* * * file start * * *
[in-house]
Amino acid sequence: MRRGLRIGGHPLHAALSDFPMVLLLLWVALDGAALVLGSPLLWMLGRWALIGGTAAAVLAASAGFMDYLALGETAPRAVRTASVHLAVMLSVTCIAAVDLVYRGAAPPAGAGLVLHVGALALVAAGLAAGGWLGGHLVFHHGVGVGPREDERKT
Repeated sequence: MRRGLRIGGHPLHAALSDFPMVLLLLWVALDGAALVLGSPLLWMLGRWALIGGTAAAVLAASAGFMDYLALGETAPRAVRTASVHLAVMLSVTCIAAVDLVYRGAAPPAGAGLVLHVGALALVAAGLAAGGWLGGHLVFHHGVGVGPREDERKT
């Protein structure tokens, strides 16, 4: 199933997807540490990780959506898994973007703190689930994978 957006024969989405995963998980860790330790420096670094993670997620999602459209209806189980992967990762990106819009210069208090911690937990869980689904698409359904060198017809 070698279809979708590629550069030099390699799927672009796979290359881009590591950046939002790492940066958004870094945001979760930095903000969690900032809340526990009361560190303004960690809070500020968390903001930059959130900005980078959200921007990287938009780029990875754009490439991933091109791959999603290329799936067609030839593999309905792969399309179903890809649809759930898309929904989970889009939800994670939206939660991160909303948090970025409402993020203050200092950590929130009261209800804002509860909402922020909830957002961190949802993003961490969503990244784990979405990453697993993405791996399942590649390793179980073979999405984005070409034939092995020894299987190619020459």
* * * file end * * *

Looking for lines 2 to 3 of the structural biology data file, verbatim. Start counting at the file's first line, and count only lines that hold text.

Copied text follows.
Amino acid sequence: MRRGLRIGGHPLHAALSDFPMVLLLLWVALDGAALVLGSPLLWMLGRWALIGGTAAAVLAASAGFMDYLALGETAPRAVRTASVHLAVMLSVTCIAAVDLVYRGAAPPAGAGLVLHVGALALVAAGLAAGGWLGGHLVFHHGVGVGPREDERKT
Repeated sequence: MRRGLRIGGHPLHAALSDFPMVLLLLWVALDGAALVLGSPLLWMLGRWALIGGTAAAVLAASAGFMDYLALGETAPRAVRTASVHLAVMLSVTCIAAVDLVYRGAAPPAGAGLVLHVGALALVAAGLAAGGWLGGHLVFHHGVGVGPREDERKT